Financial Viability of an On-Farm Processing and Retail Enterprise: A Case Study of Value-Added Agriculture in Rural Kentucky (USA)

Sean Clark
2020 Sustainability  
Value-added processing and direct marketing are commonly recommended strategies for increasing income and improving the economic viability of small farms. This case study uses partial budgeting to examine the performance of an on-farm store in Kentucky (USA) over a six-year period (2014–2019), intended for adding value to raw farm ingredients through processing and direct sales to consumers. Three primary product supply chains were aggregated, stored, processed, and sold through the farm store:
more » ... livestock (meats), grains (flours and meals), and fresh produce (fruits, vegetables, and herbs). In addition, prepared foods were made largely from the farm's ingredients and sold as ready-to-eat meals. Whole-farm income increased substantially as a result of the farm-store enterprise but the costs of operation exceeded the added income in every year of the study, illustrating the challenges to small farms in achieving a sufficient economy of scale in value-added enterprises. By the final two years of the study period, the enterprise was approaching break-even status. Ready-to-eat items, initially accounting for a small fraction total sales, were the most important product category by the end of the study period. This study highlights the importance of adaptability in the survival and growth of a value-adding enterprise as well as the critical role of subsidies in establishing similar enterprises, particularly in low-income, rural areas.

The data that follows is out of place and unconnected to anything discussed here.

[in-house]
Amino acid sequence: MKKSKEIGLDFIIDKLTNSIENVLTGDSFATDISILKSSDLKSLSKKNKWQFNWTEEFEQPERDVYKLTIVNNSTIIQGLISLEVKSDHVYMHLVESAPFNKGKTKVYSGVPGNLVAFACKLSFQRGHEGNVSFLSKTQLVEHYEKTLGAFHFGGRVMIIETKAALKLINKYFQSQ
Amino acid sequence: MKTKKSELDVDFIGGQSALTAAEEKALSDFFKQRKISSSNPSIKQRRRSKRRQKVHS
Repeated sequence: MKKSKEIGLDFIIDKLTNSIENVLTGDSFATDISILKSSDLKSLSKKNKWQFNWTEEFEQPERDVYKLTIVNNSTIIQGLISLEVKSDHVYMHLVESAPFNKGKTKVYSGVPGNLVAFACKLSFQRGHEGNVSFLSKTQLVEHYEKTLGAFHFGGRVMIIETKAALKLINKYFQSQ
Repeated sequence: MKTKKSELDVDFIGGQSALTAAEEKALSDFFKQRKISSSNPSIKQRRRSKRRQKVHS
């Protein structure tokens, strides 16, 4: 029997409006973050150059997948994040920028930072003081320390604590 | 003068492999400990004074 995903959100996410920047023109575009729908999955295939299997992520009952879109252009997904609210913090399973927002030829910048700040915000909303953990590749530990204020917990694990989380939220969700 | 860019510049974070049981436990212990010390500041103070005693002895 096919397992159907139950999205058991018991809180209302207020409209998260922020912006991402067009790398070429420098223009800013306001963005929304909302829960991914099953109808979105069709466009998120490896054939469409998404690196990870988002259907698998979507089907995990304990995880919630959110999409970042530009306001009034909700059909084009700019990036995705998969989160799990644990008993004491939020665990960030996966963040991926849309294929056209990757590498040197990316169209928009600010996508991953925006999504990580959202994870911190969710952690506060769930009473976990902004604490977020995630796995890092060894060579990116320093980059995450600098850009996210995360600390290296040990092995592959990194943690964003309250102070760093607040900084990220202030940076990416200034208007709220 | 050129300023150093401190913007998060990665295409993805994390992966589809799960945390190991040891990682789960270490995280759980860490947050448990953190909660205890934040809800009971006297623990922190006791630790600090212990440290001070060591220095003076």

doi:10.3390/su12020708 fatcat:fww75cxf55bp3plkcapf66v7ea